How do I help my dog have better dog-to-dog greetings?

asked 2018-09-17 14:54:04 -0500

I recently got my 7-month beagle-lab mix from a dog rescue. She is very sweet, especially with all the humans in the house. With other dogs, however, she is sometimes too sweet! When we go for walks she is SO excited when she sees another dog that she literally LAUNCHES herself off the ground. I would really like to socialize her with dogs more (her foster mom fostered more than one dog at once and said that my dog was good with other dogs) as I think this behavior is just a puppy really, really wanting to play.

I have met a few calm dogs that were very patient with her and let her run around excitedly, but not all dogs are this way. When an owner declines our approach (I make sure to hold her and ask them, informing them she is very jumpy) she whines, yips (not usually full on barking), and jumps because she wants to see the other dog. This has turned into more aggressive barking on one occasion. When I see another dog coming, I get her to sit and try to have her watch them. Sometimes this works, but sometimes it devolves into the whining and jumping, which has scared other dogs (and their owners). When that behavior begins it is very hard to get her to stop. I have walked away with her, usually in the opposite direction of the dog, but I am not sure if there is something else I could be doing better? I do not pick her up in these moments. I am working on getting her private obedience lessons to refine her basic skills, but would really appreciate some guidance in the meantime as I would hate to avoid other dogs when out walking with her. What advice would you have?

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4 Answers

answered 2018-09-18 05:13:50 -0500

It sounds like you are doing a good job so far at getting her trained. (And so glad to hear that you do not pick her up! (So many pet owners make this terrible mistake). On thing you can try doing differently is work on your " watch me" command. I think when you do see the other dogs, getting your little one to watch you vs watching the other dog. This also may work with your, "leave it" command. When the dogs truly know the leave it command they will normally look away from what ever they were told to leave it. (the whole out of sight out of mind concept) And yes I know easier said that done.... You can also try taking yummy treats with you (something that she only gets during this time. ie chicken? something very yummy.) And my last suggestion would be to taking a squeaky toy with you. Donn't let her see you have it, so when you squeaky it breaks her attention off the other dogs and back to you.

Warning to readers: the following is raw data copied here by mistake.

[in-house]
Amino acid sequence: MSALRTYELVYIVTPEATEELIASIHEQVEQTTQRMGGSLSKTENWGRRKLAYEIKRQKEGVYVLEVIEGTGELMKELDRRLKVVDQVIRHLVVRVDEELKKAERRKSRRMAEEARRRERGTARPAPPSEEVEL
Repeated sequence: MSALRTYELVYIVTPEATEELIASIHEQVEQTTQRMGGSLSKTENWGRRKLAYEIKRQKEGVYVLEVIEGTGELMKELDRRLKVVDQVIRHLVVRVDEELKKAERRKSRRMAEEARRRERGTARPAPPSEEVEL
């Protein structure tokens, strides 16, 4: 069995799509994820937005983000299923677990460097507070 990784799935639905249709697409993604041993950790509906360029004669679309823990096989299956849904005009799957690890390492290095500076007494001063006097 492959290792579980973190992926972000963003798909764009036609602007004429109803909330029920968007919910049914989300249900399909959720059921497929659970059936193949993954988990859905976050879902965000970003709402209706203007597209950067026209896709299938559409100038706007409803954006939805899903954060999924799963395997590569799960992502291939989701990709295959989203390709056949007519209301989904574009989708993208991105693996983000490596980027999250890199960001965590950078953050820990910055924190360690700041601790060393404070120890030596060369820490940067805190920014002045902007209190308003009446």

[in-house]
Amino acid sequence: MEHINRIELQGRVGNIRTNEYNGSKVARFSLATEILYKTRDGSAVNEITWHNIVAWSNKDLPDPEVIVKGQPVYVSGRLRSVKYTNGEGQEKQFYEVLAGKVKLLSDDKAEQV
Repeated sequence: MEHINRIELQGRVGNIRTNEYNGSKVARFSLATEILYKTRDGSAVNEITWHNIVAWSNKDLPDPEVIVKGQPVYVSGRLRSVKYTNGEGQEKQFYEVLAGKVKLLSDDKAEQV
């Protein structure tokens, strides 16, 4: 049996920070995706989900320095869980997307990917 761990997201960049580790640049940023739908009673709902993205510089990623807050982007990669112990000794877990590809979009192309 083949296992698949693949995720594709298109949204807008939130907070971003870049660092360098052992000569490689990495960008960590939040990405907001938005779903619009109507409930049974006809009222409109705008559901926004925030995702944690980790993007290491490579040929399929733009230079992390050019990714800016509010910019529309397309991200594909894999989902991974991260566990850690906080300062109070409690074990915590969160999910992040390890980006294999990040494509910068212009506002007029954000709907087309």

Best of Luck!

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answered 2018-09-20 00:39:22 -0500

I would agree with everything Erica M. said above and add that it's going to take a lot of time, patience, and consistence. My dog was extremely reactive (and borderline aggressive) towards other dogs when I got her, and it took almost a year for her to be able to calmly pass any other dog. With your pup it may not take as long because she is younger and probably doesn't have a bad history with other dogs. Another thing I'd recommend is checking out the dog trainer Zak George's YouTube videos about leash reactivity. I've found his stuff very helpful.

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answered 2019-04-04 10:49:25 -0500

Teach your dog an alternative behavior from lunging by giving her something else to focus on. Encourage her to think instead of react by teaching her the game “find it.” ... If your dog is not motivated by food, try using a toy to play a game of tug or encourage her to hold the toy in her mouth

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answered 2018-10-03 21:33:36 -0500

The previous responses are both good advice. We have a 9 month old puppy that is dealing with the same issue. One thing that is helping us is tandem walking. If you’re not familiar with the concept, check U-tube. Basically you are walking your dog behind, along side of, and ahead of another dog. Reward when their behavior is appropriate. Increase distance if you can’t hold their attention. If you can’t recruit a friend, pirate other dog walkers at nearby parks, by following close and passing wide when you can.

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